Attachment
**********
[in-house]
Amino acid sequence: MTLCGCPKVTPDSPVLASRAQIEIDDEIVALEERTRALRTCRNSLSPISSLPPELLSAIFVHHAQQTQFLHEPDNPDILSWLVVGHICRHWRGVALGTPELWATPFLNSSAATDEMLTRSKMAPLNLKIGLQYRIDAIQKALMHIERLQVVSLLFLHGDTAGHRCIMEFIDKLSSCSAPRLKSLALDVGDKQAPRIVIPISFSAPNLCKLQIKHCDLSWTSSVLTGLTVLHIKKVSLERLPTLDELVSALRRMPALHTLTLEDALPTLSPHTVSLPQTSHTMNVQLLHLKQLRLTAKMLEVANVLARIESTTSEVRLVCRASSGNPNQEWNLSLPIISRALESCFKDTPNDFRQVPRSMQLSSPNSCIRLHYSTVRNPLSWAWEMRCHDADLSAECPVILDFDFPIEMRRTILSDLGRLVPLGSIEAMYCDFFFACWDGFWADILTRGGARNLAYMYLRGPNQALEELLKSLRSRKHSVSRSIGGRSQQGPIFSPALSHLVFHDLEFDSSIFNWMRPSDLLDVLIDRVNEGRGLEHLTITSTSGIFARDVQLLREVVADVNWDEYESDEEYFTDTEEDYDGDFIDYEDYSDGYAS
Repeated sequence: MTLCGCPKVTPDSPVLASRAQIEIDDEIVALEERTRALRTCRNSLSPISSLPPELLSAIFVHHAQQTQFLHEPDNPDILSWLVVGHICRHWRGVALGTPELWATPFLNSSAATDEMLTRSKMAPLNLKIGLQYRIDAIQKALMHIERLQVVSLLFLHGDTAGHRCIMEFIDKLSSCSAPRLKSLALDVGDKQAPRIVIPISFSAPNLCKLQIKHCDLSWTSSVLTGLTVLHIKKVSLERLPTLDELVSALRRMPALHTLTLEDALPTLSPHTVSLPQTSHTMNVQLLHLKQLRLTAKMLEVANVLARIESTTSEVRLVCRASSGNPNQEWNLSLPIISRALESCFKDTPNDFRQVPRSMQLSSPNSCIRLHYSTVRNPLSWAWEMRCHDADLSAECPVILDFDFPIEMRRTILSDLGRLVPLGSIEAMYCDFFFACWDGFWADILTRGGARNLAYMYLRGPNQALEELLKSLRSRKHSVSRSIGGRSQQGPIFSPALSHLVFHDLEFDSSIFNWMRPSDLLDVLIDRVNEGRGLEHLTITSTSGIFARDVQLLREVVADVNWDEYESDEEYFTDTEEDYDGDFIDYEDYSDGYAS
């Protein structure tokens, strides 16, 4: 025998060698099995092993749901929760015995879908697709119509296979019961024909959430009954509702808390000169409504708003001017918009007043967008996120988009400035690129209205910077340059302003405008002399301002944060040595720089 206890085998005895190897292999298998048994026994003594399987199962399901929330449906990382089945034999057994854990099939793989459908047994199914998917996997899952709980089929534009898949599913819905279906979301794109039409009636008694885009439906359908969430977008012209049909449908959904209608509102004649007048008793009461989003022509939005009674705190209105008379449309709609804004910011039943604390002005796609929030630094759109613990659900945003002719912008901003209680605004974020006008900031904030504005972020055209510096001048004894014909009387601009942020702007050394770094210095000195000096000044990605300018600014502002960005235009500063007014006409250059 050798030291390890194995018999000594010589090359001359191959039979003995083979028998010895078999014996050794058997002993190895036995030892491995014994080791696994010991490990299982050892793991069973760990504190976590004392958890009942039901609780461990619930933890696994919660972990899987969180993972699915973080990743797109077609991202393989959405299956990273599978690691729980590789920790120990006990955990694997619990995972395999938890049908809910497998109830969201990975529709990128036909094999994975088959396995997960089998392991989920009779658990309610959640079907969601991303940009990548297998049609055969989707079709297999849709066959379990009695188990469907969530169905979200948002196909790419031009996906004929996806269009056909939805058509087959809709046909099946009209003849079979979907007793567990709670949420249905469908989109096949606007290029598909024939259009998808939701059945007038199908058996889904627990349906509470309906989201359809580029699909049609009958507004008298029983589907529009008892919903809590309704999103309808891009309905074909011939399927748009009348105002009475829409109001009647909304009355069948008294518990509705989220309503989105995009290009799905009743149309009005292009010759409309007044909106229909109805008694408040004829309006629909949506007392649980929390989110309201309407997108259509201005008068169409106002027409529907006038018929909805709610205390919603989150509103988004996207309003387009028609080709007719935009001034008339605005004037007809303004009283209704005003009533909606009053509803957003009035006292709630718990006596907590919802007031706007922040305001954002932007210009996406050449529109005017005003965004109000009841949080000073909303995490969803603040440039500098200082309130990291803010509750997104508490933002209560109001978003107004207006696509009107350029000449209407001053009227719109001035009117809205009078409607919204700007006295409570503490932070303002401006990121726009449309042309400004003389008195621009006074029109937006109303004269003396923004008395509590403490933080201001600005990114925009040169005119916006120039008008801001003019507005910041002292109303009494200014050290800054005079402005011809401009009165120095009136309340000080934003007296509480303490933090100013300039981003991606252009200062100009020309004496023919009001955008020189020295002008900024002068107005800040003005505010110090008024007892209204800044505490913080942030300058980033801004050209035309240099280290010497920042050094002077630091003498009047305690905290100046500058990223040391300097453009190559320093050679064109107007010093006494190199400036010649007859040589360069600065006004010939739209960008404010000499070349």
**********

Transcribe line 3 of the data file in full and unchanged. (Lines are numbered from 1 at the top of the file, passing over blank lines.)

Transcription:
Repeated sequence: MTLCGCPKVTPDSPVLASRAQIEIDDEIVALEERTRALRTCRNSLSPISSLPPELLSAIFVHHAQQTQFLHEPDNPDILSWLVVGHICRHWRGVALGTPELWATPFLNSSAATDEMLTRSKMAPLNLKIGLQYRIDAIQKALMHIERLQVVSLLFLHGDTAGHRCIMEFIDKLSSCSAPRLKSLALDVGDKQAPRIVIPISFSAPNLCKLQIKHCDLSWTSSVLTGLTVLHIKKVSLERLPTLDELVSALRRMPALHTLTLEDALPTLSPHTVSLPQTSHTMNVQLLHLKQLRLTAKMLEVANVLARIESTTSEVRLVCRASSGNPNQEWNLSLPIISRALESCFKDTPNDFRQVPRSMQLSSPNSCIRLHYSTVRNPLSWAWEMRCHDADLSAECPVILDFDFPIEMRRTILSDLGRLVPLGSIEAMYCDFFFACWDGFWADILTRGGARNLAYMYLRGPNQALEELLKSLRSRKHSVSRSIGGRSQQGPIFSPALSHLVFHDLEFDSSIFNWMRPSDLLDVLIDRVNEGRGLEHLTITSTSGIFARDVQLLREVVADVNWDEYESDEEYFTDTEEDYDGDFIDYEDYSDGYAS